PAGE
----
What you need to know about the recent hack on the San Francisco transit system

12/01/2016 - 05:07

Cole Mayer | Image: Debot

SFMTA Hacked by Ransomware

Another week, another major hack. After using the Internet of Things to stage an attack on the internet’s “phone book” system in October, hackers have now targeted the San Francisco Municipal Transport Agency (SFMTA) system.

SF Muni acknowledged the attack, beginning the morning of November 26. Ticket systems were offline, and faregates had to be shut down which allowed free rides on the railway and busses. Though media reported servers had been accessed, the transit agency denied any information being stolen. They stated they were in contact with the Department of Homeland Security in order to investigate the hack. By Nov. 28, systems were mostly back online. Let’s dig deeper and dissect what happened.

The Hackers

The only clues to the hackers are their email and admitting they are not from the United States. Through ransomware, the hackers demanded 100 bitcoins or about $73k, to be deposited to their wallet. Forbes found that their wallet only had 0.00240919 BTC - not even $2. The demand was made from Cryptom27@yandex.com. Using broken English, they used Muni displays to announce the hack, and demand payment in exchange for an encryption key. They responded to an email from Forbes - more on that in a moment - revealing a name attached to the email: Andy Saolis.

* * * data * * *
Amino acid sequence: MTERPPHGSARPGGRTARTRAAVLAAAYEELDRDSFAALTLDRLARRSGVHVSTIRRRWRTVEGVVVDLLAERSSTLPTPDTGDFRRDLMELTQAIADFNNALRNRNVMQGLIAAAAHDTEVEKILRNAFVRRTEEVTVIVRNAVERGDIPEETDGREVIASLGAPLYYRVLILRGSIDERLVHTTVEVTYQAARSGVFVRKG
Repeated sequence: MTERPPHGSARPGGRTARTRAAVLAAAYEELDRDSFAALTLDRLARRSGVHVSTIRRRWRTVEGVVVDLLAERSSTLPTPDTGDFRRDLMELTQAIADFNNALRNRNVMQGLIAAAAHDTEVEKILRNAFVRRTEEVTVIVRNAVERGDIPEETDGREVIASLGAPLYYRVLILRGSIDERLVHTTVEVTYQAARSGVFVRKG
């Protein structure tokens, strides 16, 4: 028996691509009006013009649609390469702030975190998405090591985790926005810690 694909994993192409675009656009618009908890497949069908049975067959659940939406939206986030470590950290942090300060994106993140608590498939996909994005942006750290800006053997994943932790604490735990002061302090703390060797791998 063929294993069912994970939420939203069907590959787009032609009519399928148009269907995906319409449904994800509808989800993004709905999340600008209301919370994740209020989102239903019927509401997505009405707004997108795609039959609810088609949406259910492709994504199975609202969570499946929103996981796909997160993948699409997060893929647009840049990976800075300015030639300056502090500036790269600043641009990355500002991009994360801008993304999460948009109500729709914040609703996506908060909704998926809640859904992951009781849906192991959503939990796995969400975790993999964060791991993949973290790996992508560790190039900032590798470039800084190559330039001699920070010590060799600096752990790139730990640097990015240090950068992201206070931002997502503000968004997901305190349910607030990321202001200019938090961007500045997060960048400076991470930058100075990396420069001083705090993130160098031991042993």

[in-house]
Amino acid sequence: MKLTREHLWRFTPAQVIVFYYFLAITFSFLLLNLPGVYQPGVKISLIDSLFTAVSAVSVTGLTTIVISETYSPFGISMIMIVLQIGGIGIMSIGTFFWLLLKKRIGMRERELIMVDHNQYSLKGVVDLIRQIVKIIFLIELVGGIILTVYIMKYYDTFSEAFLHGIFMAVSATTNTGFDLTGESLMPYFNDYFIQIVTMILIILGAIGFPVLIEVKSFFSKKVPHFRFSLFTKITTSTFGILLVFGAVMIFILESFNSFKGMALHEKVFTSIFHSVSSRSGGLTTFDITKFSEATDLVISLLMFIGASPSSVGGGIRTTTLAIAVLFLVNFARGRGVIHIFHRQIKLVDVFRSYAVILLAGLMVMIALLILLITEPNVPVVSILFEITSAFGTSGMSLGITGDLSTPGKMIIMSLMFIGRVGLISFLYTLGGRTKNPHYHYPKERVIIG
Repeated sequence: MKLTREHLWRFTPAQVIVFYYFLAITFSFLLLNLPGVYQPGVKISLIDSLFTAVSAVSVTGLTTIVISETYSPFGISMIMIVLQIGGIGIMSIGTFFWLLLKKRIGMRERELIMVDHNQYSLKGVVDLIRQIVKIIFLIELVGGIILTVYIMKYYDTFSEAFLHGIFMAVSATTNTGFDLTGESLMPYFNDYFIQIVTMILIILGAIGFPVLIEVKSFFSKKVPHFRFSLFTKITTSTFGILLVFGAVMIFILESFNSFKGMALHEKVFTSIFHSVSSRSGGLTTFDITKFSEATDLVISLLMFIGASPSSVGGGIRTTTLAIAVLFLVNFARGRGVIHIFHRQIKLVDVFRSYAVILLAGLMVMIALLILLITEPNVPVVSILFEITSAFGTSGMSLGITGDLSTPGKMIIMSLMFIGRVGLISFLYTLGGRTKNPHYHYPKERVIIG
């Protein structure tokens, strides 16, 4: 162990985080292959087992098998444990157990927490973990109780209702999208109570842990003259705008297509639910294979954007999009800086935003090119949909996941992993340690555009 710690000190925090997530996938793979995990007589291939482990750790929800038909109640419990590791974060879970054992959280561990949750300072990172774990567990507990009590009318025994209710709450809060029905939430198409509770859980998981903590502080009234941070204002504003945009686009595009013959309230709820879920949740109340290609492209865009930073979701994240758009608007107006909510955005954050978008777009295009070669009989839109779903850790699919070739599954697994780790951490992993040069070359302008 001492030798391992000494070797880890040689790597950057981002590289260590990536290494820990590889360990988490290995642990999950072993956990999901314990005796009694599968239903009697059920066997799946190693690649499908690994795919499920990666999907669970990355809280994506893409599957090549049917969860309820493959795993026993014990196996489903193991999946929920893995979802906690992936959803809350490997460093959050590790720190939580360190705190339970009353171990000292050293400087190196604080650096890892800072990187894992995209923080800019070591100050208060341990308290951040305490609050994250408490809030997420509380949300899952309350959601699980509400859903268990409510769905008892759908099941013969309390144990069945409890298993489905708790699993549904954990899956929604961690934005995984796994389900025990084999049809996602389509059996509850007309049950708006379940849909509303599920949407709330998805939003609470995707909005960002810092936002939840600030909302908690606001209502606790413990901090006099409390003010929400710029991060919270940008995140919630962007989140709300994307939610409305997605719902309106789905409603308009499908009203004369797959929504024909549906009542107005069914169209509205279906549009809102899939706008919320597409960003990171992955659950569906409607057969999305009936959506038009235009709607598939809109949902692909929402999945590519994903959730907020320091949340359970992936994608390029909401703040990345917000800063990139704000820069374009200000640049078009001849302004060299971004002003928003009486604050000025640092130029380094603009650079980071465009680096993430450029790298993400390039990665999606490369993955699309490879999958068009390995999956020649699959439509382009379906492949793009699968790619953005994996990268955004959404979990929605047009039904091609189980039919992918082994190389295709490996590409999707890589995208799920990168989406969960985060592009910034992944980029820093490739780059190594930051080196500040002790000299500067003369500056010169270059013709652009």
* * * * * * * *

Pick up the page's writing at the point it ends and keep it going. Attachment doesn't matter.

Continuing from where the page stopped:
The Method

The same email address used the ransomware HDD Cryptor in the past. The program, also known as Mamba, rewrites a computer’s Master Boot Record, shutting out users. It creates a new user, “mythbusters” with its own password, “123456,” and continues its dirty work, scanning and encrypting files.

In rewriting the boot sectors, it creates its own custom boot, showing the screen announcing the hack, and how to contact the hackers. It does not allow for user interaction. The hackers will only allow interaction once the password has been purchased.

The ransomware only targets network drives, and within the network drives, it targets folders, files, printers, and serial ports. It makes no distinction between companies and personal networks, putting private citizens at risk.

In an ironically helpful twist, some hackers often offer to show how to patch the vulnerability once the bitcoins are in their wallet.

The Cryptom27 address, as mentioned, replied to Forbes, noting they used a Windows 2000 server to breach Muni’s security.

“Company don’t pay attention to Your safety!” the email read. “They give your money and everyday rich more! But they don’t pay for IT security and using very old systems!”

In an email to BoingBoing, they admitted the hack was random, and did not specifically target Muni:

“We don’t attention to interview and propagate news! Our software working completely automatically and we don’t have targeted attack to anywhere! SFMTA network was Very Open and 2000 Server/PC infected by software! So we are waiting for contact any responsible person in SFMTA but I think they don’t want deal! So we close this email tomorrow!”

The Fix

Muni was able to pull from backups (and if they had been unable to, there are professional services that can perform high-level server data recovery in the wake of a hack) and claim their servers were never actually breached and information was not stolen. By the afternoon of Nov. 28, services were mostly restored, with riders no longer getting in free.

However, this angered the hackers who claimed they did have stolen information in the form of server files.

A Standoff?